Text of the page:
If you have always dreamed of becoming an amphibian – or repeating James Bond’s underwater feats – you have means to achieve these ends. It is known as the rebreather, a system for sustaining breathing in the deep. A designer from South Korea, fired up by perusing the Ian Fleming classics, went on and invented a device that, while not actually turning one into a fish, allows one to swim underwater like it were one’s natural habitat.
The brainchild of designer Jeabyun Yeon, the mask that provides the wearer with air to breathe got the name Triton. It emulates the function of a fish gill, generating oxygen from water, and the inventor thinks it can change people’s attitude to swimming in particular and water in general.
Triton has a plastic piece to be taken into the mouth and two lateral pieces stemming out of the scuba mask that act as gills for steady oxygen supply.
The arms are covered with an imitation of scales that cover the material with small holes which admit water inside. As it arrives into the inner chambers oxygen gets separated and the residue liquid gets ejected, thus allowing the wearer to breathe properly under water. There is a small-size but powerful micro compressor that compresses oxygen and passes it away into special tanks for storage.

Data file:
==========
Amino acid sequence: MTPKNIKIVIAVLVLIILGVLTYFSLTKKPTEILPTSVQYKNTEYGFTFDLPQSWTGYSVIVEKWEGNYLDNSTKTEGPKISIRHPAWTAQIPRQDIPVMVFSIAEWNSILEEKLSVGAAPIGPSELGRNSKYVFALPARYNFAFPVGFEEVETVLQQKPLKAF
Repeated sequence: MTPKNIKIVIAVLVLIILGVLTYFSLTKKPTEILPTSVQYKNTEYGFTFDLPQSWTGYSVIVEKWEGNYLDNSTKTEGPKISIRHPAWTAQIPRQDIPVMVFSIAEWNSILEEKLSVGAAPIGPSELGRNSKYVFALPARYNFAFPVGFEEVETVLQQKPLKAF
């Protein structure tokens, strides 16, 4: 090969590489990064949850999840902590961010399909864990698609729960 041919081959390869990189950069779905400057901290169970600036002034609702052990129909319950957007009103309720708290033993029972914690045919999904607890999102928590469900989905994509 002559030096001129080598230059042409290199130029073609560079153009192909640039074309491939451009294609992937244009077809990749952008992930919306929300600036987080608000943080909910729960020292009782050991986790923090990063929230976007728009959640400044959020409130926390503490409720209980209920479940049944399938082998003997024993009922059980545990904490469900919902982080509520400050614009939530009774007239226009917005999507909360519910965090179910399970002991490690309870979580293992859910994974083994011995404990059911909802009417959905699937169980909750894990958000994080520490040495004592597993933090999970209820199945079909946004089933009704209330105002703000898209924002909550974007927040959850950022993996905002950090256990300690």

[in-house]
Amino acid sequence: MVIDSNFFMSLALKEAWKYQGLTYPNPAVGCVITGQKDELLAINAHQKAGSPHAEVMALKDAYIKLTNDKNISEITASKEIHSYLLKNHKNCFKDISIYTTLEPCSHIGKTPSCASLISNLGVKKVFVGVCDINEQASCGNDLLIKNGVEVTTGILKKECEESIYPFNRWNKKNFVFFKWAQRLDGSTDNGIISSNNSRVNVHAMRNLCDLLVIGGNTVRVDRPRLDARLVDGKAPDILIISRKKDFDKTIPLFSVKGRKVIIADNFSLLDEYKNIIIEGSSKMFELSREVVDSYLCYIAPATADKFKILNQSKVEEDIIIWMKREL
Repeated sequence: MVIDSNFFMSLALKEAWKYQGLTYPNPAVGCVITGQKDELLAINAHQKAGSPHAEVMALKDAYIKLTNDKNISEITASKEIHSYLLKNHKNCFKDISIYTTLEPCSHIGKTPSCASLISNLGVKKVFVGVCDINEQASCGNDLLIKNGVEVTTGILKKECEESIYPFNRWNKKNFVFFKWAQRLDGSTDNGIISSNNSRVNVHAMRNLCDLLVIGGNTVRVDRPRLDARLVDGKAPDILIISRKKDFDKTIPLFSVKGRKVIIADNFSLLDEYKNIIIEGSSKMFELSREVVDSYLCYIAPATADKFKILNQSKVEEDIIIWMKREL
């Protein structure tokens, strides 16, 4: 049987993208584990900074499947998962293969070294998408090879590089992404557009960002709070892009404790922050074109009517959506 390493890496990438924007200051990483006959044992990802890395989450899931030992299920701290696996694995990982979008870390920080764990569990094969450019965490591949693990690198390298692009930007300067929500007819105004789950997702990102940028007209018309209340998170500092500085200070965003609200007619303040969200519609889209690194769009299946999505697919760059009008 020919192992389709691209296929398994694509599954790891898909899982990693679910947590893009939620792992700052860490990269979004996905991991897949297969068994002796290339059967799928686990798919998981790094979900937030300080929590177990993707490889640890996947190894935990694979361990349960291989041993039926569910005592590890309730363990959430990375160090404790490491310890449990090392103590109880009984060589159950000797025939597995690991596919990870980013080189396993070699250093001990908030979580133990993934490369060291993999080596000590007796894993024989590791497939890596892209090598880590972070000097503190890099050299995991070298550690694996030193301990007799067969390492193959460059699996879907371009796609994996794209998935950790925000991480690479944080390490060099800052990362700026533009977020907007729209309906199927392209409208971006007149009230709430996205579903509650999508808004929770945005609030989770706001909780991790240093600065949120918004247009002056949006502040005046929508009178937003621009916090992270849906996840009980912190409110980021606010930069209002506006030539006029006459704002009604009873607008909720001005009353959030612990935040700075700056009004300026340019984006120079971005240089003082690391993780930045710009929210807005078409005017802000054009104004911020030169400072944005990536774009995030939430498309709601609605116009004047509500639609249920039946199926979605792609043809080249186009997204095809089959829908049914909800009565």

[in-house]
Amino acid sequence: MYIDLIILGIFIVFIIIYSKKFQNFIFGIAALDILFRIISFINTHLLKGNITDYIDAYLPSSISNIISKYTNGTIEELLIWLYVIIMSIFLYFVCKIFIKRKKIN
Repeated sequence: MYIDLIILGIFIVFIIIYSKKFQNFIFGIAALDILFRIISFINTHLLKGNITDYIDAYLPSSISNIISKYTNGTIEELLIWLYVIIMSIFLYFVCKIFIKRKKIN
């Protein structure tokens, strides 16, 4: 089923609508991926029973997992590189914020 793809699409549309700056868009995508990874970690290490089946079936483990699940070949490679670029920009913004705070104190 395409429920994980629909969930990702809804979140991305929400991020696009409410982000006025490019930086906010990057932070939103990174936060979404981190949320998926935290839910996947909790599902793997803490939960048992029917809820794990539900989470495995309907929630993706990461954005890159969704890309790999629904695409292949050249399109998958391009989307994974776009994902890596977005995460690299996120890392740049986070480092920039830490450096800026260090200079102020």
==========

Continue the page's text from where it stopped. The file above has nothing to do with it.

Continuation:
The gill-functioning device works on a micro battery much smaller than a standard battery and can be recharged faster by 1,000 times.
The only hindrance before you want to become a human fish is that the device is so far but a concept, a “future product” in the words of its inventor Mr. Yeon. Some time later it may be hailed as a wonderful successor to the scuba equipment of today.